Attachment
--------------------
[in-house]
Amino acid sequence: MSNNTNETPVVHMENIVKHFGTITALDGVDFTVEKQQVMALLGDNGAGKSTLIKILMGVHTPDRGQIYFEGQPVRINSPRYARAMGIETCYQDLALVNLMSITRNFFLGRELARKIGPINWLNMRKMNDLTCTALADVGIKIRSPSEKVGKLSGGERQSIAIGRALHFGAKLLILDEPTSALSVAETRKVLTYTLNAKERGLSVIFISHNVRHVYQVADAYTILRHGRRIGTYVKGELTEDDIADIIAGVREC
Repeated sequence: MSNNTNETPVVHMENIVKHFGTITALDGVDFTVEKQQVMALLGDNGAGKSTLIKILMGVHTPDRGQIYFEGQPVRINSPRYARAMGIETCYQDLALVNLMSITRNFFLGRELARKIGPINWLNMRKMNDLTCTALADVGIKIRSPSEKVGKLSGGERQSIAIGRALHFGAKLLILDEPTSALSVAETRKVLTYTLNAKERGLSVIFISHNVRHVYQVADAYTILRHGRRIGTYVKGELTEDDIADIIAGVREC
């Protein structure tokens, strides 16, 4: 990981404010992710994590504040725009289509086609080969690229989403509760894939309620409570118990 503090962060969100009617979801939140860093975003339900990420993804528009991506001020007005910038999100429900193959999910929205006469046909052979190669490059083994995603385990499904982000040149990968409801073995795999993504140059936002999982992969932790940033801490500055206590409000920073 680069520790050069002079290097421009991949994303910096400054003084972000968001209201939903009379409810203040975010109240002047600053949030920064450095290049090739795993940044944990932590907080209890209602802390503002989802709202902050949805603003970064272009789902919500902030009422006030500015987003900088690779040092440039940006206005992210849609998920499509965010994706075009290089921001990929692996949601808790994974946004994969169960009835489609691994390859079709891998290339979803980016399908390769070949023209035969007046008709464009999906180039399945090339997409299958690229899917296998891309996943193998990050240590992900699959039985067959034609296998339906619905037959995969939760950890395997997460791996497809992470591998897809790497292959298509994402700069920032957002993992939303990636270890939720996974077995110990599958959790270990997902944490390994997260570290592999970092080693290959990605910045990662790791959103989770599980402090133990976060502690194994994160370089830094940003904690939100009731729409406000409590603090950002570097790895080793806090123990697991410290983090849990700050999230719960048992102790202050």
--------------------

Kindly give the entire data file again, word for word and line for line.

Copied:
[in-house]
Amino acid sequence: MSNNTNETPVVHMENIVKHFGTITALDGVDFTVEKQQVMALLGDNGAGKSTLIKILMGVHTPDRGQIYFEGQPVRINSPRYARAMGIETCYQDLALVNLMSITRNFFLGRELARKIGPINWLNMRKMNDLTCTALADVGIKIRSPSEKVGKLSGGERQSIAIGRALHFGAKLLILDEPTSALSVAETRKVLTYTLNAKERGLSVIFISHNVRHVYQVADAYTILRHGRRIGTYVKGELTEDDIADIIAGVREC
Repeated sequence: MSNNTNETPVVHMENIVKHFGTITALDGVDFTVEKQQVMALLGDNGAGKSTLIKILMGVHTPDRGQIYFEGQPVRINSPRYARAMGIETCYQDLALVNLMSITRNFFLGRELARKIGPINWLNMRKMNDLTCTALADVGIKIRSPSEKVGKLSGGERQSIAIGRALHFGAKLLILDEPTSALSVAETRKVLTYTLNAKERGLSVIFISHNVRHVYQVADAYTILRHGRRIGTYVKGELTEDDIADIIAGVREC
């Protein structure tokens, strides 16, 4: 990981404010992710994590504040725009289509086609080969690229989403509760894939309620409570118990 503090962060969100009617979801939140860093975003339900990420993804528009991506001020007005910038999100429900193959999910929205006469046909052979190669490059083994995603385990499904982000040149990968409801073995795999993504140059936002999982992969932790940033801490500055206590409000920073 680069520790050069002079290097421009991949994303910096400054003084972000968001209201939903009379409810203040975010109240002047600053949030920064450095290049090739795993940044944990932590907080209890209602802390503002989802709202902050949805603003970064272009789902919500902030009422006030500015987003900088690779040092440039940006206005992210849609998920499509965010994706075009290089921001990929692996949601808790994974946004994969169960009835489609691994390859079709891998290339979803980016399908390769070949023209035969007046008709464009999906180039399945090339997409299958690229899917296998891309996943193998990050240590992900699959039985067959034609296998339906619905037959995969939760950890395997997460791996497809992470591998897809790497292959298509994402700069920032957002993992939303990636270890939720996974077995110990599958959790270990997902944490390994997260570290592999970092080693290959990605910045990662790791959103989770599980402090133990976060502690194994994160370089830094940003904690939100009731729409406000409590603090950002570097790895080793806090123990697991410290983090849990700050999230719960048992102790202050």